We’re back in recession….so what now?

Article posted on 23 May 2012

The most recent numbers, issued in late April by the Office for National Statistics (ONS), revealed an economy that is continuing to shrink.

The normal definition of a recession is two consecutive quarters of economic contraction, which the UK recorded in the final quarter of 2011 (-0.3%) and the first quarter of this year (-0.2%). The media machine made much of the malaise, but from an investor’s viewpoint it was all rather overdone.

  • The ONS figures were preliminary, based on less than half the eventual gross domestic product (GDP) data that will be available. The final figure – some years away – could well be different. The Bank of England, for one, was notably sceptical about the accuracy of this first reading.
  •  The entire contraction could be blamed on just one sector: construction, where output fell by 3%. Sadly for the Treasury, the one area of clear growth was ‘Government & other services’, which rose 0.2% over the quarter.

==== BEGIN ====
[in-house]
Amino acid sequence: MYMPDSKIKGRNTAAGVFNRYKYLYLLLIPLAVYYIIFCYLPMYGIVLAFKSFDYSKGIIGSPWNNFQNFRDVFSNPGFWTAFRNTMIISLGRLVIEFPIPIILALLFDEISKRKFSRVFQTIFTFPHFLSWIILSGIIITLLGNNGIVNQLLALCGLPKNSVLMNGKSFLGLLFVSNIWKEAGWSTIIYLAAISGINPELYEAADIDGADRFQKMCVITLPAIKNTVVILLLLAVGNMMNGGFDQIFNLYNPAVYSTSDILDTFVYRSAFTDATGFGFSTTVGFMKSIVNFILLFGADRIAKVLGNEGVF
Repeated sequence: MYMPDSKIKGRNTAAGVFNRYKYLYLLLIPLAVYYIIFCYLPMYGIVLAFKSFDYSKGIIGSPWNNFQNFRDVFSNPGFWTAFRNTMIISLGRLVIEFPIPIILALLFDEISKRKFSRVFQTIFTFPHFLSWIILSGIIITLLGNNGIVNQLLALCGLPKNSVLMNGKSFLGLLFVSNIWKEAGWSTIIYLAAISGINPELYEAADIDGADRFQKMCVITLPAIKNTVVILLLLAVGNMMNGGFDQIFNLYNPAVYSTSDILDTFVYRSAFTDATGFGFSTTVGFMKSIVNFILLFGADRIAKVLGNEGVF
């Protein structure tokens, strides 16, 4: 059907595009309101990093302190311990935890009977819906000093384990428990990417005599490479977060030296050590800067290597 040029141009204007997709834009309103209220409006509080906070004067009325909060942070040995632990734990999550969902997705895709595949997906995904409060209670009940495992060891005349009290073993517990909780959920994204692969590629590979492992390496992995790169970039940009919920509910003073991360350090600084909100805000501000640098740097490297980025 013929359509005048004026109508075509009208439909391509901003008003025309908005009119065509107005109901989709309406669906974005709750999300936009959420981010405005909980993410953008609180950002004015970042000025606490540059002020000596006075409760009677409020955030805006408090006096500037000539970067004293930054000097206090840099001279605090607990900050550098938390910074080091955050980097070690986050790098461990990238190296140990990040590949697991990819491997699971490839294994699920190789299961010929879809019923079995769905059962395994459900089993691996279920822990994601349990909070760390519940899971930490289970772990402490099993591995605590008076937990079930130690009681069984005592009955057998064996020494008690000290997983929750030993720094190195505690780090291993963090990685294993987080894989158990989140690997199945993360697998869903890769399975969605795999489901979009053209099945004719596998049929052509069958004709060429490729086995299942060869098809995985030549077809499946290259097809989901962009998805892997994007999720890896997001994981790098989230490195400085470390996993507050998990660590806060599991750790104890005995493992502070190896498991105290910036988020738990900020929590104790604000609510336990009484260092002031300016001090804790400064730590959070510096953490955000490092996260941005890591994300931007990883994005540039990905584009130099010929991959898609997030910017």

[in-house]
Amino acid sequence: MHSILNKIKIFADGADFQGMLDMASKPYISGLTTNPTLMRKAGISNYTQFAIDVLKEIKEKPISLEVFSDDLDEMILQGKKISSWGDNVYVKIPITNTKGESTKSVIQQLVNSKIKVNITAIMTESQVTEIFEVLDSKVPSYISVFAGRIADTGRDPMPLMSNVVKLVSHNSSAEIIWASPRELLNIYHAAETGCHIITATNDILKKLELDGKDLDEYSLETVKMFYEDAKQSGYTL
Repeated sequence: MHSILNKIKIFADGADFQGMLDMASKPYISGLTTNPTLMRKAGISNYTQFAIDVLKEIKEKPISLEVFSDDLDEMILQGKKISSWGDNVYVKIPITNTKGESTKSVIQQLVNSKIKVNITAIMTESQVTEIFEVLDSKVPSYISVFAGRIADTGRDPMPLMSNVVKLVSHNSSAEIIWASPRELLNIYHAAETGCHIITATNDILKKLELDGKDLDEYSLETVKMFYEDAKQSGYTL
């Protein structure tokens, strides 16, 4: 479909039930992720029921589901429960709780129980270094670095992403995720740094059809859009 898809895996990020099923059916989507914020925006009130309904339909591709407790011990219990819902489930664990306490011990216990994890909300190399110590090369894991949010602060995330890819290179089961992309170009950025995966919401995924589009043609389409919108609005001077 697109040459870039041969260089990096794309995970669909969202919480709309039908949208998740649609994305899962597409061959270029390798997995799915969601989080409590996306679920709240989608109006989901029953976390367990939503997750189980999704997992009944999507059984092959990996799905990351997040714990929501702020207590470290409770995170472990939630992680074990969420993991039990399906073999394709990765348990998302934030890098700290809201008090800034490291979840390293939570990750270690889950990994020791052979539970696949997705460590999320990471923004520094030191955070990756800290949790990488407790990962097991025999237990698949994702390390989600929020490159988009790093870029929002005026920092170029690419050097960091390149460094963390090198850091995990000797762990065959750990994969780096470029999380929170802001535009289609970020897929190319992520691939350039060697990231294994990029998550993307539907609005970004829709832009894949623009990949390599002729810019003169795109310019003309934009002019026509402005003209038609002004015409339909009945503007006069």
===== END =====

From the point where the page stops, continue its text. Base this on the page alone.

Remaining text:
• For all the horror headlines, this recession is nothing like the slide the UK experienced in the immediate aftermath of the financial crisis. Three years ago, the first quarter of 2009 produced a 2.5% contraction. As the graph below shows, compared with that downhill run, the UK is now just about flat-lining.

For the major companies that are the constituents of the FTSE 100 index, the performance of the UK economy is far from crucial. Some FTSE constituents, notably the miners, have virtually no business in this country. Overall, it is estimated that nearly three quarters of the top 100 companies’ profits arise outside the UK.

It is generally the middle-sized companies (which from the FTSE 250) and their smaller brethren which are more exposed to the UK economic climate because of their greater reliance on domestic demand.

The value of your investment can go down as well as up and you may not get back the full amount you invested. Past performance is not a reliable indicator of future performance. Investing in shares should be regarded as a long-term investment and should fit in with your overall attitude to risk and financial circumstances.

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